View: Economic weakness more of a risk for GBP than Gilts, like duration
The timing of Nigel Lawson’s observation that George Osborne should relinquish his role as chief Conservative chief party strategist to focus on the more important role of Chancellor has proved to be rather well timed with this morning’s first look at Q2 GDP showing the UK economy shrank at a dire -0.7% q/q rate, well below the median forecast of -0.3% q/q, leaving y/y growth at -0.8%. Ouch. The market was quick to seize on the positives, citing the Jubilee effect which most seem to think knocked 0.5% of the quarterly growth reading not to mention the rain which lasted a lot longer than that extended weekend. But this doesn’t alter the fact that the reading missed the median guess (who knew about the bank holiday and might have also looked out of the window at some point in Q2) by a significant margin and leaves us with three consecutive quarters of contraction in this double dip.
Full report below…
View: BoE demand to keep back of the curve steep, close 30yr-10yr flattener
It wasn’t a great surprise to see the BoE dust of its tool bag this morning, delivering a further £50bn increase in its asset purchase programme while leaving base rates on hold at 0.50%, as we and pretty much the rest of the market expected. There had been some calls for more (£75bn), as a signal of intent really, but the bank doesn’t look particularly constricted by delivering ‘just’ another fifty which will be deployed over the next four months, bringing the printing cycle back into line with the quarterly inflation reports. We were disappointed as to how this cash will be disbursed, evenly across the existing maturity buckets when we’d been hoping for some additional duration. It will be interesting to see how this impacts liquidity, currently the BoE won’t buy bonds once its holdings hit 70% of outstanding stock, the GBP375bn QE programme in comparison is equivalent to around 37.5% of UK debt stock.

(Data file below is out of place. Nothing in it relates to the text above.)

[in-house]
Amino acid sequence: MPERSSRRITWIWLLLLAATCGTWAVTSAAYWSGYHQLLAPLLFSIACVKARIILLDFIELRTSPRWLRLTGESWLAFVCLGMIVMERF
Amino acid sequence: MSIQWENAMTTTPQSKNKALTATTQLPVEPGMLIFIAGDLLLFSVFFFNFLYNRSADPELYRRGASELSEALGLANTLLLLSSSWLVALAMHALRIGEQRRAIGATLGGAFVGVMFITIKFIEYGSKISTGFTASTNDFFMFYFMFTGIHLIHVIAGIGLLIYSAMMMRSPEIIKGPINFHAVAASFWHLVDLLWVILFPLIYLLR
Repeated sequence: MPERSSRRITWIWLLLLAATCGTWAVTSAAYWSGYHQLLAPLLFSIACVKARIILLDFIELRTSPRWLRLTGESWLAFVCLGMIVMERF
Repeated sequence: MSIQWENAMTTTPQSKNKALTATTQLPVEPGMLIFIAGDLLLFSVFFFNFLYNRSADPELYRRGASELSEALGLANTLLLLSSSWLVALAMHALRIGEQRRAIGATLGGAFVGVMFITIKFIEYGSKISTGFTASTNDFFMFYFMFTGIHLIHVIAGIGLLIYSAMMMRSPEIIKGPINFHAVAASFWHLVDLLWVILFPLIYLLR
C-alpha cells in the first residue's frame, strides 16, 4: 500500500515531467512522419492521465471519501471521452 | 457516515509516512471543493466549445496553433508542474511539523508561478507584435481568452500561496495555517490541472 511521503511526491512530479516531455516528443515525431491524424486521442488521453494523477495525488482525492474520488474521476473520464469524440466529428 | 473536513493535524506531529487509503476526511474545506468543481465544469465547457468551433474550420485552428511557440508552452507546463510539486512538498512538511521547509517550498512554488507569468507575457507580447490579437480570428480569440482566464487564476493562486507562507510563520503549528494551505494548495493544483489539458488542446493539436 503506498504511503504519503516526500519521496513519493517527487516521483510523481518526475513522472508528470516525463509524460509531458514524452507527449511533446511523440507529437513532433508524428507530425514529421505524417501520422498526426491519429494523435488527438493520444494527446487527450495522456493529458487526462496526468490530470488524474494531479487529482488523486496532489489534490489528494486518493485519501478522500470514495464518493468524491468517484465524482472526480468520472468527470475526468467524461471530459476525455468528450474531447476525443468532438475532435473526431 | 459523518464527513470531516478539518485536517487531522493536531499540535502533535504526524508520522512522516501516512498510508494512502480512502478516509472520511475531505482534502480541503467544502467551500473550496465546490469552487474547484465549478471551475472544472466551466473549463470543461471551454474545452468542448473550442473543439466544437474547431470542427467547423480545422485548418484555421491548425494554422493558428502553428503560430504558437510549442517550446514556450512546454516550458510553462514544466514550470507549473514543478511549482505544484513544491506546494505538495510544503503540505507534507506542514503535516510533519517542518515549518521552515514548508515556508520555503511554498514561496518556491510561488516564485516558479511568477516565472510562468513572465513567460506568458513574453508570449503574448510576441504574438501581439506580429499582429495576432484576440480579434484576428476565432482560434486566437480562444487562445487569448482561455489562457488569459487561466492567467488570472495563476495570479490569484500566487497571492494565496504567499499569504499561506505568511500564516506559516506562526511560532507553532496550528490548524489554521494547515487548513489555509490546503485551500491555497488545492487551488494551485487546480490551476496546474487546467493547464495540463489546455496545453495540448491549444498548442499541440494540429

Full report below…
View: Investors will reward measures for growth, see any Fed easing as DXY positive
Often the market makes demands on policy makers and often they are unwarranted, triggered by swings in short-term sentiment rather than changes in trend. However the monetary policy decisions we’ve seen over the past week or so seem to be somewhat different, highlighting a number of key issues that run deeper and are likely to have prolonged implications for markets and possibly mark the trigger point for the breakdown of some of the relationships that have driven markets since the onset of the financial crisis. More specifically we think we could be at that point where growth steps into the driving seat as investors focus more directly on debt sustainability. Central bank stimulus, or lack of it, should also be seen in this light. The impact of resultant interventions are also likely to differ to the inflationary effect we saw previously, be it equity prices or commodity moves.
Full report below…
Access Our Research
The public website offers just a sample of our analysis, full access and track record is available to subscribers. Please click on the link at the top of the homepage for trial access
Spot FX QuotesThe Forex Quotes are Powered by Forexpros - The Leading Financial Portal.
TagsAUD Bank of England Ben Bernanke BoE Bono Brent Crude Bund CHF China DAX DXY ECB EFSF ESM EUR/GBP EUR/USD Euro European Central Bank European sovereign debt crisis of 2010–present Eurozone Federal Reserve FOMC France GBP GBP/USD Germany Gilts Gold Greece Italy Japan JPY Mario Draghi Nikkei 225 Portugal Quantitative easing S&P500 Spain Treasuries UK United States USD/JPY UST WTI Yield curve
Stock Index Quotes
Live World Indices are Powered by Forexpros - The Leading Financial Portal.
Commodity Futures Quotes
The Commodity Prices Powered by Forexpros - The Leading Financial Portal.